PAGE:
Revisiting 5 Bruins’ Bold 2023 Offseason Predictions

After nearly five months, the Boston Bruins officially return to the ice on Sept. 20 for training camp at Warrior Ice Arena. When they gather, it will no doubt be a different-looking group than the one that ended the season with a stunning first-round exit from the playoffs at the hands of the Florida Panthers.

Before the offseason madness and changes started I made five bold off-season predictions for the Black and Gold. With the start of the 2023-24 season here, it’s time to revisit those predictions.

Patrice Bergeron Returns, David Krejci Retires

Everyone knew it was only a matter of time before the Bruins entered a season minus their top two centers for nearly two decades in Patrice Bergeron and David Krejci. As expected, Krejci announced that he was retiring, but that came a couple of weeks after the July 25 announcement by Bergeron that he was retiring too.

Patrice Bergeron Boston Bruins
Patrice Bergeron, Boston Bruins (Jess Starr/The Hockey Writers)

The writing on the wall for these announcements has been there, but I thought that Bergeron, who won his sixth Selke Trophy at the NHL Awards in June, would give it one more season for the Bruins’ Centennial Season as he had more hockey left in him. You can’t blame him for wanting to step away, but it was not the ending that anyone envisioned last season in the postseason loss to the Panthers. They both leave a huge void down the middle for Boston that is going to be tough to replace.

Bruins Get a First-Round Pick in a Trade

The Bruins entered the 2023 Entry Draft in Nashville without a first-round draft pick after it was sent to the Washington Capitals at the trade deadline in exchange for Dmitry Orlov and Garnet Hathaway. That pick was later flipped to the Toronto Maple Leafs who ended up using the pick.

Related: Revisiting the Bruins 2017-18 Prospect Pool

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General manager (GM) Don Sweeney did not make a trade for a first-round draft pick, but he did send Taylor Hall and the unrestricted free agent (UFA) right of Nick Foligno to the Chicago Blackhawks for a pair of defenseman, Alec Rugela and Ian Mitchell. Once again, another draft with no first-round pick for Boston.

Bruins Trade Linus Ullmark

Last season, Linus Ullmark had a season out of nowhere that nobody saw coming. It ended up being a Vezina Trophy season going 40-6-1 with a 1.88 goals against average (GAA) and a .940 save percentage (SV%). His trade value would never be higher than it was over the summer as he had two years remaining with an average annual value (AAV) of $5 million.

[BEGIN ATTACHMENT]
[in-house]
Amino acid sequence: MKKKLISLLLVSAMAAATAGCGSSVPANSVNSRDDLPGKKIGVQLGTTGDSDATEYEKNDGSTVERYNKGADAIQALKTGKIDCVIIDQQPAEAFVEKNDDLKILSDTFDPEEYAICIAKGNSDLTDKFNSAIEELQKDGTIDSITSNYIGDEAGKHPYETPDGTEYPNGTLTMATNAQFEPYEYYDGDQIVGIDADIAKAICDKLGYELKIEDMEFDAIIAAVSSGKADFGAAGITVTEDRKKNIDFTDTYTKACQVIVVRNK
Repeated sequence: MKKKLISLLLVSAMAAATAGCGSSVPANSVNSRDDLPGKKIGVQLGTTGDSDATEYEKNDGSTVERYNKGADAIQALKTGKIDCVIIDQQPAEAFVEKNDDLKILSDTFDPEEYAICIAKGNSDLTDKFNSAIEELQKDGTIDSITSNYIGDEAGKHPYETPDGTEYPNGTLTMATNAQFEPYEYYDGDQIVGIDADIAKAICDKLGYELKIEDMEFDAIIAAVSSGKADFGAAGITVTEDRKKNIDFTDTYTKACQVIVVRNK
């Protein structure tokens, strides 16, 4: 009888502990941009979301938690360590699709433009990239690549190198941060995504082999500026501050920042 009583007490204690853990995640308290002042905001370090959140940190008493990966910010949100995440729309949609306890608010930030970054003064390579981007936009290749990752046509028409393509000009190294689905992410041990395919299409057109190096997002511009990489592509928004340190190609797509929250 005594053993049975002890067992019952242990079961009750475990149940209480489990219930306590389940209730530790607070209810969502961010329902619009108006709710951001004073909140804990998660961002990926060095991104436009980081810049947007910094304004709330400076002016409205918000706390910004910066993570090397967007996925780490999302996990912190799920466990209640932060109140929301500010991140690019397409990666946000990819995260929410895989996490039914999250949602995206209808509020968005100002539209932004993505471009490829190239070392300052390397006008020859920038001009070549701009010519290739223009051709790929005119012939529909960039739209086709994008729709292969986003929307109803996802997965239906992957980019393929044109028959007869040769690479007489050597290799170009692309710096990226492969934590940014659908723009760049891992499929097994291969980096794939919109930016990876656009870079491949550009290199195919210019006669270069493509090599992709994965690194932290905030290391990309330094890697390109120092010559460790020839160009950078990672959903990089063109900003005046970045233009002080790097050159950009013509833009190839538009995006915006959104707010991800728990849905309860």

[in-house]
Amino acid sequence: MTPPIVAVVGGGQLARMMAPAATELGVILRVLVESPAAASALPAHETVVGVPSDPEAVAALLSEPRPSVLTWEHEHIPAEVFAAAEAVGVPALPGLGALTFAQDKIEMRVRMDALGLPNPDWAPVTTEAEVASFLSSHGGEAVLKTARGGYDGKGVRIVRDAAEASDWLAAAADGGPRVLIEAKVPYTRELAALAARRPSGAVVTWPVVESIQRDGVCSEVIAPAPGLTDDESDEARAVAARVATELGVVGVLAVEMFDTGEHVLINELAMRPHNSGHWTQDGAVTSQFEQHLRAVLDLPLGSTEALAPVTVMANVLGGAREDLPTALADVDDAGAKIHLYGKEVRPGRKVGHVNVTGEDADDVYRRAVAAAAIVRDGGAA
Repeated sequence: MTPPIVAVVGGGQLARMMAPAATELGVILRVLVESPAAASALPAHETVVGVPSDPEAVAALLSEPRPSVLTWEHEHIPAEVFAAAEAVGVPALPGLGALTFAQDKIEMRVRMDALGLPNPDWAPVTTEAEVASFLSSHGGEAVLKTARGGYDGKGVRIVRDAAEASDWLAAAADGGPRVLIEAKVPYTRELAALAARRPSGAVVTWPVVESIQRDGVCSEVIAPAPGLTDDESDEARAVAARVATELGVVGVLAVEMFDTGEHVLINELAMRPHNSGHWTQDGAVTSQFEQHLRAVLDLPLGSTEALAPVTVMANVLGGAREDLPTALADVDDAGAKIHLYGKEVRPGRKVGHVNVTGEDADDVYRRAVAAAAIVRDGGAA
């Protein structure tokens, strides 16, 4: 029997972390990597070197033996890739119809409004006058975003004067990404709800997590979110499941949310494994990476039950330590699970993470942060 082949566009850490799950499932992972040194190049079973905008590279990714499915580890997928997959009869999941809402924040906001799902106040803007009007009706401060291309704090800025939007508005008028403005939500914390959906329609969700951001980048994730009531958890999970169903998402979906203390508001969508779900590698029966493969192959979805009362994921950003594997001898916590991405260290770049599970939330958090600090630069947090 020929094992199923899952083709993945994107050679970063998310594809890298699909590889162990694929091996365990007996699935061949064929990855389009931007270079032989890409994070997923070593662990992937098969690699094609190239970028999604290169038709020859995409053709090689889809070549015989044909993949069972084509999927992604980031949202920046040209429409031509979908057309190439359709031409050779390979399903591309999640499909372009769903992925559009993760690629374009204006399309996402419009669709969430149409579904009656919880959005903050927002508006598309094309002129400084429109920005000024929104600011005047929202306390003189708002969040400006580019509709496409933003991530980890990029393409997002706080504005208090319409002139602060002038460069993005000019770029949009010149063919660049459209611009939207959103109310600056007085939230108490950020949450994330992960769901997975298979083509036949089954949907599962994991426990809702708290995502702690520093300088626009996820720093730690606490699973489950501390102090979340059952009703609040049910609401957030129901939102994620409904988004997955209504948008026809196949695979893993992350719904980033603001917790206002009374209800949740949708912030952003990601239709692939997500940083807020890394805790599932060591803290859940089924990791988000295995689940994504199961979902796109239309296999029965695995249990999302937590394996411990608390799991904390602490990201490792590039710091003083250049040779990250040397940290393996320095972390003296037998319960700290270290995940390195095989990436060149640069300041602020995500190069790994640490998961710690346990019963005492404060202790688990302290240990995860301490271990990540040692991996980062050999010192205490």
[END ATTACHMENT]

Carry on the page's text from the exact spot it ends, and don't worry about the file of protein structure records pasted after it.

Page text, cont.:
Linus Ullmark Boston Bruins Calle Jarnkrok Toronto Maple Leafs
Calle Jarnkrok of the Toronto Maple Leafs battles for position in front of Linus Ullmark of the Boston Bruins (Photo by Maddie Meyer/Getty Images)

Sweeney’s phone was no doubt ringing off the hook this summer about Ullamrk, but he was never traded. Jeremy Swayman was awarded a one-year contract for $3.475 million in arbitration and that locks up nearly $8.5 million in goaltending. That’s a lot of money tied up in a position where playing time is shared. It’s clear early in the season that the Bruins are going to bank on their defense and goaltending to win them some low-scoring games.

Bruins Re-Sign Connor Clifton

Last season, Connor Clifton had a career year with the Bruins. Playing on the final year of his contract that carried a $1 million AAV, it was clear he was going to get a payday in free agency. Bringing him back would have forced the Bruins to make some more moves to clear cap space, but doing so to bring him back was the thought here. It didn’t happen.

Clifton got his payday with a three-year, $10 million contract from the Buffalo Sabres. An up-and-coming team, he will be a nice addition on the backend for a team in need of defensemen. In his place, Sweeney signed veteran Kevin Shattenkirk to a one-year, $1 million deal to fill Clifton’s spot.

Bruins Part Ways With Trent Frederic

One of the big questions facing the Bruins facing the offseason was whether or not Trent Frederic’s career season in 2022-23 was a sign of things to come or was it just one of those seasons. Facing free agency, he settled before an arbitration hearing on a two-year, $4.6 million contract with an AAV of $2.3 million. It’s a nice raise for the 2016 first-round pick.

Trent Frederic Boston Bruins
Trent Frederic, Boston Bruins (Jess Starr/The Hockey Writers)

Not giving Frederic a qualifying offer would have meant that he would have become a UFA on July 1 and it was a way that they could have gone. Instead, they gave him the offer and the two sides agreed to his hearing in August. Now the questions ahead of 2023-24 are what type of season does the former University of Wisconsin forward have and does he play on the wing or at his natural position at center? A lot of eyes will be on Frederic early training camp and the regular season.

It was not a good off-season in terms of bold predictions for the Bruins, but that’s the chance you take when you make them. It was an interesting off-season and now with a lot of questions, the 2023-24 season is upon us.

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